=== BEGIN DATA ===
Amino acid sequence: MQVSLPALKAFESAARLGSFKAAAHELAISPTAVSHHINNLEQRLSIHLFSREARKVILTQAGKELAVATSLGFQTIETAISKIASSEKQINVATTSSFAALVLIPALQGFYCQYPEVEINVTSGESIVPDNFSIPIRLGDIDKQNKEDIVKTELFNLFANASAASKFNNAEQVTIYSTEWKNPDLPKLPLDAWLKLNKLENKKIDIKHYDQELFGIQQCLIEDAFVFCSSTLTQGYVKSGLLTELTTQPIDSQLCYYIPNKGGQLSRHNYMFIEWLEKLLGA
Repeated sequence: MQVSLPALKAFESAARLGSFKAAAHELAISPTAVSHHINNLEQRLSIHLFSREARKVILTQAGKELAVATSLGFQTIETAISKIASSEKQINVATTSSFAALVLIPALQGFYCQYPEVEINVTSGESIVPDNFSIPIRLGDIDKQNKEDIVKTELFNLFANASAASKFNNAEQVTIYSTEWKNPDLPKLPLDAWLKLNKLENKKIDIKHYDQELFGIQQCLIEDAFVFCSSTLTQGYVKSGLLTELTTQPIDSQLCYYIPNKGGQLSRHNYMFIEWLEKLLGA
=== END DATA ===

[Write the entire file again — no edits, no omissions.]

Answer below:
Amino acid sequence: MQVSLPALKAFESAARLGSFKAAAHELAISPTAVSHHINNLEQRLSIHLFSREARKVILTQAGKELAVATSLGFQTIETAISKIASSEKQINVATTSSFAALVLIPALQGFYCQYPEVEINVTSGESIVPDNFSIPIRLGDIDKQNKEDIVKTELFNLFANASAASKFNNAEQVTIYSTEWKNPDLPKLPLDAWLKLNKLENKKIDIKHYDQELFGIQQCLIEDAFVFCSSTLTQGYVKSGLLTELTTQPIDSQLCYYIPNKGGQLSRHNYMFIEWLEKLLGA
Repeated sequence: MQVSLPALKAFESAARLGSFKAAAHELAISPTAVSHHINNLEQRLSIHLFSREARKVILTQAGKELAVATSLGFQTIETAISKIASSEKQINVATTSSFAALVLIPALQGFYCQYPEVEINVTSGESIVPDNFSIPIRLGDIDKQNKEDIVKTELFNLFANASAASKFNNAEQVTIYSTEWKNPDLPKLPLDAWLKLNKLENKKIDIKHYDQELFGIQQCLIEDAFVFCSSTLTQGYVKSGLLTELTTQPIDSQLCYYIPNKGGQLSRHNYMFIEWLEKLLGA